In May we ran a story in CharlotteFive titled “Five strikes against Charlotte as a bike city.” It got a lot of attention and feedback, specifically from Jeff Viscount, “The Mayor of Biketown” and owner of WeeklyRides.com.
Viscount didn’t think anything in the article was necessarily wrong, but he wanted to get more specific. I met with him to talk more about it.
According to Viscount, here are the four things the city needs to improve on to become a better bike city.
(1) Better bike traffic counts.
This sounds simple, but getting an accurate count of how many people ride bikes is important for the city.
The League of American Bicyclists rates Charlotte as a bronze city. One thing keeping the city from a silver rating is the need for more rigorous bike counts, as pointed out in this November PlanCharlotte article.
How do you do that? There are electronic and video options, but the most basic way is to strategically deploy volunteers to street corners with a clipboard to count passing bikers.
(2) Better advocacy.
In this area the city seems to be making progress.
In May, the Knight Foundation Cycling Fund awarded Sustain Charlotte a $204,000 grant to “develop and promote bicycling events and programs in the Charlotte area,” according to an Observer article.
— Sustain Charlotte (@Sustain_CLT) May 12, 2015
What could an advocate like that do? Organize a bike count, for one. But he/she could also be involved with bike education programs and be a voice for the cycling community about any local and state laws that affect the community.
“A full-time staff person to focus on cycling specific issues and to help connect people and ideas within the cycling community is long overdue for a city our size,” Viscount said.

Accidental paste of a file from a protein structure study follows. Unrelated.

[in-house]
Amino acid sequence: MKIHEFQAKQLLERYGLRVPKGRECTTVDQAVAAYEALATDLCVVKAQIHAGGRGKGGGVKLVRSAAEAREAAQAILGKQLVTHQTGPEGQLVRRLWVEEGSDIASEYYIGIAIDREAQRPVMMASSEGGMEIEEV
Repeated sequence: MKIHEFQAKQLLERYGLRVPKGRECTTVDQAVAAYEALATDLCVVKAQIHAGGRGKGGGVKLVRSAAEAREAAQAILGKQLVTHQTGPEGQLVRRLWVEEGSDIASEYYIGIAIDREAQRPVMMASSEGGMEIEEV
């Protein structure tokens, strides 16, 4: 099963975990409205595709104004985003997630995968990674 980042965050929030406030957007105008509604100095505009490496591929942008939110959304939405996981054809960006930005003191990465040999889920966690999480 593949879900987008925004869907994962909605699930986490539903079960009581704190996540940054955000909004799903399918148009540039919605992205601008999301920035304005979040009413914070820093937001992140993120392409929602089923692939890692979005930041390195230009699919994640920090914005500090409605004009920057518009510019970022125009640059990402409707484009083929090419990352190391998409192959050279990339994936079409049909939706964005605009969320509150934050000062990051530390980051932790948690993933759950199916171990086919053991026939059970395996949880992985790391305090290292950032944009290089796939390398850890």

(3) Better infrastructure.
Charlotte’s bike infrastructure has come a long way, Viscount said, but it could still be better. That infrastructure includes bike lanes, bike paths and bike parking.
One project he’s excited about: The 26-mile Cross Charlotte Trail that’s in the works.
“That’s going to have huge economic impact on the city,” he said. “It’s going to allow people to move over such a large area.”
— CharlotteFive (@Charlotte_Five) July 4, 2015
(4) Better connectivity
This is related to infrastructure, but slightly different. Viscount said the city overlooked pedestrians and cyclists for years when it came to city planning.
Improved connectivity between neighborhoods allows cyclists to commute easily without using main roads, keeping drivers and cyclists safer.
Roads like Independence Boulevard and I-277 — Viscount calls it “The Great Bike Barrier” — aren’t easy to cross and cut off neighborhoods.
The exception with 277: South Tryon’s bridge over the interstate between South End and uptown. It’s wide and has bike lanes, making it easy to ride with traffic. More options like that would help.
If you live in southeast Charlotte like I do, your options for bike commuting uptown are Randolph (nope), Monroe (nope again) and Independence (HECK no).
“Better connectivity leads to more commuting and cycling in general, better health, cleaner air and happier people,” Viscount said.
Photos: Diedra Laird/Charlotte Observer; Davie Hinshaw/Charlotte Observer; Morgan McCloy/Charlotte Observer.
Corey Inscoe is editor of CharlotteFive and a very slow cyclist. Follow him on Twitter @CoreyInscoe.